A newspaper article has been making the rounds about the sad situation in Libby, Montana, a touchstone of anti-asbestos activism. Here are a few reasons why it is irrelevant to the situation in California, where lawmakers are trying to undeclare serpentinite as the state rock (see the previous post).
- Libby was not the site of an asbestos mine, but a vermiculite mine. Huge amounts of finely ground mining waste were what endangered the population.
- The harmful mineral at Libby was a fibrous variety of tremolite, which has no industrial use as asbestos. It was a contaminant. The only reason it can be called "asbestos" is because its fine, needlelike particles fall under the EPA regulations for asbestos.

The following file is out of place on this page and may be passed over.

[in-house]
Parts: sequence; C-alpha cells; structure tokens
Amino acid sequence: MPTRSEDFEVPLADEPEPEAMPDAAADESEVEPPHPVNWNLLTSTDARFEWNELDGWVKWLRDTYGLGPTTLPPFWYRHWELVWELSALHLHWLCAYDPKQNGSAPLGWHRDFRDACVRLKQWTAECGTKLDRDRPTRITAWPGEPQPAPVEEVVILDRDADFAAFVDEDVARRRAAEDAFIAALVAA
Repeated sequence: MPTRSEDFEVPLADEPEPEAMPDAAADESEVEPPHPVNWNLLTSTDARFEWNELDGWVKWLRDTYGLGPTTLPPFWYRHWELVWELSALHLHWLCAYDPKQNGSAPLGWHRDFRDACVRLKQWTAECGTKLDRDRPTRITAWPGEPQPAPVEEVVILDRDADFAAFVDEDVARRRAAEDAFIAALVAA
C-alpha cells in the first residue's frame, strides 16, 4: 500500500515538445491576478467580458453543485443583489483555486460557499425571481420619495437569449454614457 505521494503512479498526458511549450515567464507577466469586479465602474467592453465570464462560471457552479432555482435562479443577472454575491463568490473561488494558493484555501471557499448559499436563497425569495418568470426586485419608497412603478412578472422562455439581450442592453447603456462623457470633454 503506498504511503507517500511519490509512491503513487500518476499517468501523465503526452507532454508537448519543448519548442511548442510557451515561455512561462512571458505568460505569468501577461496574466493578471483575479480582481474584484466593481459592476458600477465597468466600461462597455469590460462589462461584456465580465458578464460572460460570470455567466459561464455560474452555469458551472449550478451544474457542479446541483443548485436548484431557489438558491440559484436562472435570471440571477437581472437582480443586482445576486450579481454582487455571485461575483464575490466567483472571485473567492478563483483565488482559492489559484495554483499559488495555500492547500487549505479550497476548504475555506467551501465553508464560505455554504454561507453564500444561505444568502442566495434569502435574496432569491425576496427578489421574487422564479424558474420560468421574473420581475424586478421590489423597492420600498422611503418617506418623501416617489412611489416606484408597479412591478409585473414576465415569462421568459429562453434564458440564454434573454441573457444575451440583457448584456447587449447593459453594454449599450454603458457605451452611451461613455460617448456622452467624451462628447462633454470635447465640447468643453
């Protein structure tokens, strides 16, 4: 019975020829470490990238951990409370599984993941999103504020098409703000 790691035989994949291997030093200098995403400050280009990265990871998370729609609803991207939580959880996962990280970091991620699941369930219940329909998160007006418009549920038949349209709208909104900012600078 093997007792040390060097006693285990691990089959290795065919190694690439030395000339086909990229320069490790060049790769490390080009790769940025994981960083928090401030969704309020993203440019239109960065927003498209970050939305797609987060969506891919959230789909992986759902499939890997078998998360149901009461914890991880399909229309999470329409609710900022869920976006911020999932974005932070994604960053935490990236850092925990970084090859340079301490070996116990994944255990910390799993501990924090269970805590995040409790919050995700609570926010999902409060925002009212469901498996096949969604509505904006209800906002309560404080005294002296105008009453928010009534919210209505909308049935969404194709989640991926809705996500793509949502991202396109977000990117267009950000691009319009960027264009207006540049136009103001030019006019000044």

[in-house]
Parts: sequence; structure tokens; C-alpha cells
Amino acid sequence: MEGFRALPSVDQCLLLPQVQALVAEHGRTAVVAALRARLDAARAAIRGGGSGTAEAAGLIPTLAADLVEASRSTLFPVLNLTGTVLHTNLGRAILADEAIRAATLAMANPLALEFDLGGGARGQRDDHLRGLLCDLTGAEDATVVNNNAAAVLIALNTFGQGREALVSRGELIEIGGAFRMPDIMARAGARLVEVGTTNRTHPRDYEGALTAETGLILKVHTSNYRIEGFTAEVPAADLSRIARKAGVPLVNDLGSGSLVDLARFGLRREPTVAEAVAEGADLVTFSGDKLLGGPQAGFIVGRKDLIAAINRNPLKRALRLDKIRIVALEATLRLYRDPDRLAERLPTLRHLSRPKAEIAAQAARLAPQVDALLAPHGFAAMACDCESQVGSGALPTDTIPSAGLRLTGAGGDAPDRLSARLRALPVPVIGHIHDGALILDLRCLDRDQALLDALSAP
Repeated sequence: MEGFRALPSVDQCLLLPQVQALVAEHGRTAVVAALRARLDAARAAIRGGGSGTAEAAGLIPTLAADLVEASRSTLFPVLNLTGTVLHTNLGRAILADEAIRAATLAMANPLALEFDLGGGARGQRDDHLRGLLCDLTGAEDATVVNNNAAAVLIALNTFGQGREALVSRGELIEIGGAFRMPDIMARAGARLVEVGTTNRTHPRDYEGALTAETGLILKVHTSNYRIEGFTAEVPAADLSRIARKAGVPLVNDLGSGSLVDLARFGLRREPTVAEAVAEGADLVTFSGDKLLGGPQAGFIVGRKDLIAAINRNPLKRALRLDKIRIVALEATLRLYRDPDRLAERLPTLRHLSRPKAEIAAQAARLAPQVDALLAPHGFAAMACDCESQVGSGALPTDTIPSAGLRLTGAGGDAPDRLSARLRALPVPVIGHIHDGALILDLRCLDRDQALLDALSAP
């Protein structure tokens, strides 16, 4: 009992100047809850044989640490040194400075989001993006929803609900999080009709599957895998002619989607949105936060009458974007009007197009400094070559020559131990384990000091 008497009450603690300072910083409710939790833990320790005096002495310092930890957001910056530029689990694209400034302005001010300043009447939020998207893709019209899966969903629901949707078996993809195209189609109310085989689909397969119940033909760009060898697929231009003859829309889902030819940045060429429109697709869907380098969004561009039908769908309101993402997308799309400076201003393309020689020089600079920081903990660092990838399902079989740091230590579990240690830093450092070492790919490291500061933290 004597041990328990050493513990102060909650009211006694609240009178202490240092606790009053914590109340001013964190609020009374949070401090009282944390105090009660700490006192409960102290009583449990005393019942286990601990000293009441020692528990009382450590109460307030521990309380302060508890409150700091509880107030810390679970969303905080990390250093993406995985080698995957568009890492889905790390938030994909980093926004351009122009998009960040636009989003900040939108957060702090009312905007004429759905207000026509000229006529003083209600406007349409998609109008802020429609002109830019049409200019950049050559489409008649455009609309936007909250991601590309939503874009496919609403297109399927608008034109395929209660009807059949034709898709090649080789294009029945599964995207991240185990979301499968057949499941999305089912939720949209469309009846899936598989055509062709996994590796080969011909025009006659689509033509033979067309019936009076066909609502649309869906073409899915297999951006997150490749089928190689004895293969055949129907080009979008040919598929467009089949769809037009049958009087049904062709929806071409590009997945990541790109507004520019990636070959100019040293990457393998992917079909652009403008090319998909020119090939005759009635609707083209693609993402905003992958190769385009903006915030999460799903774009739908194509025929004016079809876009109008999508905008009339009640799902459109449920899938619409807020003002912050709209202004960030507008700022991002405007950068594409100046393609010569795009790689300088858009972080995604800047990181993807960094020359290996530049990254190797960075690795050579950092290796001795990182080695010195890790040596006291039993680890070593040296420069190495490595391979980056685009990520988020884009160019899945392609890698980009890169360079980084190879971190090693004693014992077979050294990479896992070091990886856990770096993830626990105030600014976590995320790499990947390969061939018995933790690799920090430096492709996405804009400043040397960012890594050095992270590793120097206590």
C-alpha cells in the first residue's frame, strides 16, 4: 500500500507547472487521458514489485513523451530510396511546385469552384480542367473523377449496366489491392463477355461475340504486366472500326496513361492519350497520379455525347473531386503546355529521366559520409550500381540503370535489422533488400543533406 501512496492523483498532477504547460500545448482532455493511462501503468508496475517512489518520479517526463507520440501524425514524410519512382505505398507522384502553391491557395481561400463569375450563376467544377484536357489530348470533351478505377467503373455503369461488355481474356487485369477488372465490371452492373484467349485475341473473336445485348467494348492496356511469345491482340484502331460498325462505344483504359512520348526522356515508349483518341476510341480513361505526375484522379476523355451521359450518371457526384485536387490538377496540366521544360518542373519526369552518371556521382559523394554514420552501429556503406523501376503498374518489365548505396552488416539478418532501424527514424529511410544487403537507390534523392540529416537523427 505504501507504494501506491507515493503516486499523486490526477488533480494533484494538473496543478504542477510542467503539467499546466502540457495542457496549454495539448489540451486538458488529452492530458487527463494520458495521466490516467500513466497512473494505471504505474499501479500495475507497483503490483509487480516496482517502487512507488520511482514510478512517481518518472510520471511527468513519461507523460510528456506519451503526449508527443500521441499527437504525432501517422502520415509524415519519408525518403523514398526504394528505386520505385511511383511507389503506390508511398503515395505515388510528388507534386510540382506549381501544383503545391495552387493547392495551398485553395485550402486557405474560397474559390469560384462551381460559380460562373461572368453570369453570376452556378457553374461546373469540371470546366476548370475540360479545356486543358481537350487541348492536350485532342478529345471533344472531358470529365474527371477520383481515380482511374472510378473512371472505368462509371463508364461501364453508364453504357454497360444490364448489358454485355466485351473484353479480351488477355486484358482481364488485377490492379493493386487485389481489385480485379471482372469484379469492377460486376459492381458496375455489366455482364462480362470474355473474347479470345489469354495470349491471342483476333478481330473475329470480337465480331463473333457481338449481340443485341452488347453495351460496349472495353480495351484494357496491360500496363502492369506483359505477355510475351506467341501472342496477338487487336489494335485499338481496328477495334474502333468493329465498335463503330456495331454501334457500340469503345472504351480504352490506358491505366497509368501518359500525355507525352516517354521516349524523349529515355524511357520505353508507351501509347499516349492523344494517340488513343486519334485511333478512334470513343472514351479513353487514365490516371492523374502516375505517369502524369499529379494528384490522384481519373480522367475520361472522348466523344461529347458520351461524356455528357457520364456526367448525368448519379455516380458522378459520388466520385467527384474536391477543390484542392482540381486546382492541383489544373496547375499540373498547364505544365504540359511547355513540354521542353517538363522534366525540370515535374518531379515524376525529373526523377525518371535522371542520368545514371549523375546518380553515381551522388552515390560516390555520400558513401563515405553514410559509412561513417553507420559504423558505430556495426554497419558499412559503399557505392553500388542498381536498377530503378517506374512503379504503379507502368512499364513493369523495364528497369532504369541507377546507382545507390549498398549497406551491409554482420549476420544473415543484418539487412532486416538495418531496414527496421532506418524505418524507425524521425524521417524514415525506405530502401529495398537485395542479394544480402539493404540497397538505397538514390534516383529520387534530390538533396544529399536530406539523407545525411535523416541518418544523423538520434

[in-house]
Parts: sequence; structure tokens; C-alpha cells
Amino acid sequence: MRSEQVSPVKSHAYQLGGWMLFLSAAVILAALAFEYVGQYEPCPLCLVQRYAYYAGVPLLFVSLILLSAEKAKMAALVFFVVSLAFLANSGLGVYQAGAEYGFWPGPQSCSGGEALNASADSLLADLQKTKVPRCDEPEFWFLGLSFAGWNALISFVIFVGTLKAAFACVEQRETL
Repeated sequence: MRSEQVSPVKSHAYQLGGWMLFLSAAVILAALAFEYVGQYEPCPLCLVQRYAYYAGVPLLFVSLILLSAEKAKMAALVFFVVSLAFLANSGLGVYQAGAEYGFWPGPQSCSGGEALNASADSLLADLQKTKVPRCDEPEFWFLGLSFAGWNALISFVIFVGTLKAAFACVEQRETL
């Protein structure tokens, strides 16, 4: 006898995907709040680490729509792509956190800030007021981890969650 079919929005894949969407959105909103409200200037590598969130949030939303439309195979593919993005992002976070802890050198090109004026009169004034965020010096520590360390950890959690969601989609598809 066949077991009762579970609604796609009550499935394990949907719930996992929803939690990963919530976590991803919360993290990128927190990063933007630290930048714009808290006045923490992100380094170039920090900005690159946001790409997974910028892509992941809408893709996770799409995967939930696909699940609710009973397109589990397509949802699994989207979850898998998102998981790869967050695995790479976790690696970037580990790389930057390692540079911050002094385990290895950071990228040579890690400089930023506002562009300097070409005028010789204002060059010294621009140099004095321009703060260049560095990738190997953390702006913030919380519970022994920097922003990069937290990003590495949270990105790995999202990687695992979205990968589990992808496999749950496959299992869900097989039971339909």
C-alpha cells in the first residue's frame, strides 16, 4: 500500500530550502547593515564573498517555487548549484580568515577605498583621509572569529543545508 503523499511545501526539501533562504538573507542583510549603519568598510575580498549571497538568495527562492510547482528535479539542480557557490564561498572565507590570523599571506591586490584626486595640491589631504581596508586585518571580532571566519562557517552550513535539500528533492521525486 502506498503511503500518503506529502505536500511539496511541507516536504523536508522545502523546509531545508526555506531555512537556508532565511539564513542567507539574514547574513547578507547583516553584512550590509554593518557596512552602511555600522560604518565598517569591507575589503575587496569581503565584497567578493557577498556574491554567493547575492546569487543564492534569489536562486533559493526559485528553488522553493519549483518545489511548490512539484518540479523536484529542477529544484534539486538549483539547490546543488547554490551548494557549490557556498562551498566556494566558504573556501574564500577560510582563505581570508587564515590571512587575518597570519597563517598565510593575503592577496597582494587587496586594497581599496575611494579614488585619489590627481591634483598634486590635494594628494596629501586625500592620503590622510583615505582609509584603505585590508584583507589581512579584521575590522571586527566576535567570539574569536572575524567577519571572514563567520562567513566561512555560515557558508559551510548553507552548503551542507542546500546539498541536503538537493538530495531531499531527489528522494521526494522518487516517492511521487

- The rock in Libby was not serpentinite.
- The most common mineral used for asbestos that occurs in serpentinite is chrysotile. Careful medical studies have not shown any substantial harm from chrysotile dust.
- Asbestos regulations do not distinguish between chrysotile and genuinely harmful minerals such as crocidolite and tremolite.